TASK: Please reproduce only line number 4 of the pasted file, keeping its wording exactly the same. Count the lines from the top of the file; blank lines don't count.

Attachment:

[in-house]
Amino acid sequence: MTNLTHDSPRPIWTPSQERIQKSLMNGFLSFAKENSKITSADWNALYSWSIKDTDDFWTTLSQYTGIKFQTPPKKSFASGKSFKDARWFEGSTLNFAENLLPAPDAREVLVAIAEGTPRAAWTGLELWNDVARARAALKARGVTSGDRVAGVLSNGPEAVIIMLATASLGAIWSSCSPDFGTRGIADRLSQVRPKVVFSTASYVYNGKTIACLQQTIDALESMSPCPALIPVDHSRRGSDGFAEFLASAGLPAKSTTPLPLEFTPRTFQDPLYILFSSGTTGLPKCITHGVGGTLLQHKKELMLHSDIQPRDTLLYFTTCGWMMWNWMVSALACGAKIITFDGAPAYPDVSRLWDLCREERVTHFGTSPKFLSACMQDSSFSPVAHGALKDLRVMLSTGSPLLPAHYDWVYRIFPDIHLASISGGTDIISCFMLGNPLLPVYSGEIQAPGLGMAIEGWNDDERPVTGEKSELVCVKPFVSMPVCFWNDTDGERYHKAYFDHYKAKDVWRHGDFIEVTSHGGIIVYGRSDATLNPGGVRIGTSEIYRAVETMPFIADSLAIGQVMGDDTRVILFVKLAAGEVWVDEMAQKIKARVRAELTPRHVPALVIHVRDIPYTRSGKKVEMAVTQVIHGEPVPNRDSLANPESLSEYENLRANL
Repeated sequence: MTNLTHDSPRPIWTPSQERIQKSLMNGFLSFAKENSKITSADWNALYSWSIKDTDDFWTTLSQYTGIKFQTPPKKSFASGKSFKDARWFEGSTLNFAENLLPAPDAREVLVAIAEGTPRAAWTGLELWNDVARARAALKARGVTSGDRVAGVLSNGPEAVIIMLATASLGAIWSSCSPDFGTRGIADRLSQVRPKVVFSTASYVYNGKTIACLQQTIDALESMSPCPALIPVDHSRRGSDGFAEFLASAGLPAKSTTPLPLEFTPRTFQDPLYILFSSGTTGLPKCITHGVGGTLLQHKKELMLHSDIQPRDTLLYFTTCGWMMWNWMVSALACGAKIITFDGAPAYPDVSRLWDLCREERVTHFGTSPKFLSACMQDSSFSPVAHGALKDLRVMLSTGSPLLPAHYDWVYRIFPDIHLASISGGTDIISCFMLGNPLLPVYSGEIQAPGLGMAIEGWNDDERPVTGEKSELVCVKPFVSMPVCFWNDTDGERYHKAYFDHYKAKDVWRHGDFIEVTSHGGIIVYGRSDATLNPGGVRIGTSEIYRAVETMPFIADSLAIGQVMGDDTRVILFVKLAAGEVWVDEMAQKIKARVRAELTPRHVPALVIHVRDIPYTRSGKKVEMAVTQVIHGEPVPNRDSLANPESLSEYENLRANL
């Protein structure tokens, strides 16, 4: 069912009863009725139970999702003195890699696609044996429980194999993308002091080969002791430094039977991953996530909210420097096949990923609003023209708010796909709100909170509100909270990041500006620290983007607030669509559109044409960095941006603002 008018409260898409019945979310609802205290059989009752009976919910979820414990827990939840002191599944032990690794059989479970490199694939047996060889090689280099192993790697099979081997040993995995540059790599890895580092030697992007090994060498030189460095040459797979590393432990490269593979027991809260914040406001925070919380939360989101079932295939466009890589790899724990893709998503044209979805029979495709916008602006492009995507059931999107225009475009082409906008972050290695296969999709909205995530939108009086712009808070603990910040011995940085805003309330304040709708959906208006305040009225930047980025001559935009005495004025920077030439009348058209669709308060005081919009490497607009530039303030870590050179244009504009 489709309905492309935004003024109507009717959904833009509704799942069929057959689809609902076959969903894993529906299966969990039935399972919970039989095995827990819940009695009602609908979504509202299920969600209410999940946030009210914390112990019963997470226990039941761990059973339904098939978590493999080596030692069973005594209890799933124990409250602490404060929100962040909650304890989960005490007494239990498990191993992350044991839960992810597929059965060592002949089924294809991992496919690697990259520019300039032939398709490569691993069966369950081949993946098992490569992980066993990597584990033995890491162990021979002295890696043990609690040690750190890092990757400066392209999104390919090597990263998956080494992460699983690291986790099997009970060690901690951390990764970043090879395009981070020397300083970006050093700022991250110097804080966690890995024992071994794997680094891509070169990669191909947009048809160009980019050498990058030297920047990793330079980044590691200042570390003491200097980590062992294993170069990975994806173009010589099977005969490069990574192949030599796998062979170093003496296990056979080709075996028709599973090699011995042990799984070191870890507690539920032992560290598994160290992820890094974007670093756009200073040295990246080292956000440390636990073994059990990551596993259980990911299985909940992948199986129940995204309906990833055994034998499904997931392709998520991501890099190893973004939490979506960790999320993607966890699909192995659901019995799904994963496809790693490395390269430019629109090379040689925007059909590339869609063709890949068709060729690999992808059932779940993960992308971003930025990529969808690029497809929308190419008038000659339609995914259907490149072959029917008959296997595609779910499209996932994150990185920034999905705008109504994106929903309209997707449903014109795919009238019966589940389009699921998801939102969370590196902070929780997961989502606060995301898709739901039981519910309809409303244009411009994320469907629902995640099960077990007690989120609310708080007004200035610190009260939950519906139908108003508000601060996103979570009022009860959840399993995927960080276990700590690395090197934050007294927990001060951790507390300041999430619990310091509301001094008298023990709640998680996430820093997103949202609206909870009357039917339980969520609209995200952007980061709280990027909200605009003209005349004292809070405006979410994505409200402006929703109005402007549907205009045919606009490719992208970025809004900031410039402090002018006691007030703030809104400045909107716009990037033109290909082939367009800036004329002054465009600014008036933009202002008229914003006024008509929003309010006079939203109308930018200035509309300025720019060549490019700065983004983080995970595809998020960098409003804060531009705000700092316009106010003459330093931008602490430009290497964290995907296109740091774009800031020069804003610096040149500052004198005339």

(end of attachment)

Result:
């Protein structure tokens, strides 16, 4: 069912009863009725139970999702003195890699696609044996429980194999993308002091080969002791430094039977991953996530909210420097096949990923609003023209708010796909709100909170509100909270990041500006620290983007607030669509559109044409960095941006603002 008018409260898409019945979310609802205290059989009752009976919910979820414990827990939840002191599944032990690794059989479970490199694939047996060889090689280099192993790697099979081997040993995995540059790599890895580092030697992007090994060498030189460095040459797979590393432990490269593979027991809260914040406001925070919380939360989101079932295939466009890589790899724990893709998503044209979805029979495709916008602006492009995507059931999107225009475009082409906008972050290695296969999709909205995530939108009086712009808070603990910040011995940085805003309330304040709708959906208006305040009225930047980025001559935009005495004025920077030439009348058209669709308060005081919009490497607009530039303030870590050179244009504009 489709309905492309935004003024109507009717959904833009509704799942069929057959689809609902076959969903894993529906299966969990039935399972919970039989095995827990819940009695009602609908979504509202299920969600209410999940946030009210914390112990019963997470226990039941761990059973339904098939978590493999080596030692069973005594209890799933124990409250602490404060929100962040909650304890989960005490007494239990498990191993992350044991839960992810597929059965060592002949089924294809991992496919690697990259520019300039032939398709490569691993069966369950081949993946098992490569992980066993990597584990033995890491162990021979002295890696043990609690040690750190890092990757400066392209999104390919090597990263998956080494992460699983690291986790099997009970060690901690951390990764970043090879395009981070020397300083970006050093700022991250110097804080966690890995024992071994794997680094891509070169990669191909947009048809160009980019050498990058030297920047990793330079980044590691200042570390003491200097980590062992294993170069990975994806173009010589099977005969490069990574192949030599796998062979170093003496296990056979080709075996028709599973090699011995042990799984070191870890507690539920032992560290598994160290992820890094974007670093756009200073040295990246080292956000440390636990073994059990990551596993259980990911299985909940992948199986129940995204309906990833055994034998499904997931392709998520991501890099190893973004939490979506960790999320993607966890699909192995659901019995799904994963496809790693490395390269430019629109090379040689925007059909590339869609063709890949068709060729690999992808059932779940993960992308971003930025990529969808690029497809929308190419008038000659339609995914259907490149072959029917008959296997595609779910499209996932994150990185920034999905705008109504994106929903309209997707449903014109795919009238019966589940389009699921998801939102969370590196902070929780997961989502606060995301898709739901039981519910309809409303244009411009994320469907629902995640099960077990007690989120609310708080007004200035610190009260939950519906139908108003508000601060996103979570009022009860959840399993995927960080276990700590690395090197934050007294927990001060951790507390300041999430619990310091509301001094008298023990709640998680996430820093997103949202609206909870009357039917339980969520609209995200952007980061709280990027909200605009003209005349004292809070405006979410994505409200402006929703109005402007549907205009045919606009490719992208970025809004900031410039402090002018006691007030703030809104400045909107716009990037033109290909082939367009800036004329002054465009600014008036933009202002008229914003006024008509929003309010006079939203109308930018200035509309300025720019060549490019700065983004983080995970595809998020960098409003804060531009705000700092316009106010003459330093931008602490430009290497964290995907296109740091774009800031020069804003610096040149500052004198005339």